All too often, seniors must deplete their nest eggs to manage unforeseen long-term care costs. However, most of us require long-term care at some point in our lives. What will you do to protect your finances and ensure you receive the care you need?
Medicare, coverage and options
People are living longer and along with growing older are increasing costs for care. In fact, according to some researchers, more than two-thirds of us will require long-term care at some point. Many Americans believe they can rely on Medicare to tend their long-term care needs, and although Medicare is an important resource for many seniors it covers little when it comes to assisted living or nursing home expenses. Supplemental Medicare Advantage plans can help manage expenses associated with prescriptions, dental and vision care.
If you are currently eligible for Medicare insurance or closing in on Medicare eligibility, it’s important to get a better understanding of how to navigate some of the vital Medicare Advantage enrollment dates. Read up on those first so you can formulate your decisions ahead of time.
Costs are soaring
USA Today explains the cost of long-term care is rising with home health aide services now averaging $21.50 an hour, and a year in a private nursing home running consumers $97,000 annually per person. Most people can’t afford that expense out of pocket, so planning ahead is smart and responsible. Coverage costs are rising as well with few employers offering assistance with long-term care insurance expenses. Overall, costs are continuing to rise.
Plan and prepare
Given the current conditions, it’s vital to devise a plan for long-term care. Even if you have family members you believe will tend your needs, a backup plan is advisable, since life situations can change. Forbes notes many people opt for traditional long-term care insurance. Coverage is usually for up to four years, and policies are designed to cover or supplement long-term care costs without jeopardizing the policyholder’s assets.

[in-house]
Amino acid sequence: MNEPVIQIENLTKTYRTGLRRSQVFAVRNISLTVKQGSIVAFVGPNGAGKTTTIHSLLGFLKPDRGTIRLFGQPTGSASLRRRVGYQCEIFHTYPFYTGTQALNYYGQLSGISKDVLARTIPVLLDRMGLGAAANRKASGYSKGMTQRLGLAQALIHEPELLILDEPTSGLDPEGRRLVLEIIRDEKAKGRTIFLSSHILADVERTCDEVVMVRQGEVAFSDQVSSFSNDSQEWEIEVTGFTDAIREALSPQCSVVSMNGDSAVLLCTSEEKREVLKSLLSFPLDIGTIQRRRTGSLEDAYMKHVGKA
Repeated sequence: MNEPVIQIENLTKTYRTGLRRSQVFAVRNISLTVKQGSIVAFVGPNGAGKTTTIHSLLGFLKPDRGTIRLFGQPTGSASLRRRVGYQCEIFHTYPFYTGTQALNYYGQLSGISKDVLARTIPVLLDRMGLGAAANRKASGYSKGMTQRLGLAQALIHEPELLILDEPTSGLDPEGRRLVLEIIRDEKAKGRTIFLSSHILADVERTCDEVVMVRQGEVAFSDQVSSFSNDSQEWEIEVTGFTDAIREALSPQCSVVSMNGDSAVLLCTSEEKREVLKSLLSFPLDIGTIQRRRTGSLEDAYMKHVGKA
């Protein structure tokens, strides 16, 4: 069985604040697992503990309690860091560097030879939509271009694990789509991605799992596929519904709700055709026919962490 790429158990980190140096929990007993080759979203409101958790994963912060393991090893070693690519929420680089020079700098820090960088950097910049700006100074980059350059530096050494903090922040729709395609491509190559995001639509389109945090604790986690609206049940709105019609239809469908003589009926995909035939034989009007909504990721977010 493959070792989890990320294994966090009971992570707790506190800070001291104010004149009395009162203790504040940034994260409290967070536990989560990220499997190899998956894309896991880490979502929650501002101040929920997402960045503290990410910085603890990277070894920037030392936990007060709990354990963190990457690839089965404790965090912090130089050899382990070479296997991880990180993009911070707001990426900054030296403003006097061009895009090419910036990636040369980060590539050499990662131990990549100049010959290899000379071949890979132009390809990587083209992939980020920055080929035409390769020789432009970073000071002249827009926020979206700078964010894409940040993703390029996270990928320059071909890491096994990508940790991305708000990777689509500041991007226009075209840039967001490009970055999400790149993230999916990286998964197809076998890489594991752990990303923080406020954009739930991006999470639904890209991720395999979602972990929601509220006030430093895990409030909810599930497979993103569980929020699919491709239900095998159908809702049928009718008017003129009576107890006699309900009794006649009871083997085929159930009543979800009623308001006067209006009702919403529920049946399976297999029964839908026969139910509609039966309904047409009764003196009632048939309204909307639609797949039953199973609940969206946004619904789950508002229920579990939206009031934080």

There are also hybrid policies that combine life insurance with long-term care insurance. These policies usually require a significant upfront payment, and policyholders have the option of using funds from the death benefit toward long-term care expenses. If they don’t dip into the death benefit, that amount remains intact for beneficiaries. For those who can’t afford the premiums on long-term care insurance policies, one suggestion is to exchange an older life insurance policy or annuity product for a combination policy.
For those whose are looking at protecting loved one’s financial security, another consideration is final expense insurance. It’s easy to qualify and a great way to alleviate stress for family members during an emotional time.
Change living arrangements
Some seniors decide to pre-pay care in the form of a continuing care community. With these arrangements, you pay a substantial lump sum up front, then an additional monthly fee. This is often an expensive option, but everything is included from the time you enter the community for the remainder of your life, even if you enter fully independent and regardless of what needs arise.
Another trend that suits some seniors is medical tourism, or even moving overseas permanently. Some cultures are particularly warm and respectful toward seniors and offer good care at an affordable cost. For those facing terminal illness, some parts of the world offer more opportunities to decide how you want to live out your final months. It’s ultimately a personal decision that requires research and planning.
Deciding how you want to handle your long-term care needs and expenses requires planning and preparation. Weigh your situation carefully and explore which options seem most appropriate for your situation. With research and forethought, you can enjoy better peace of mind when looking toward your golden years.
Site last updated: 21. May 2020
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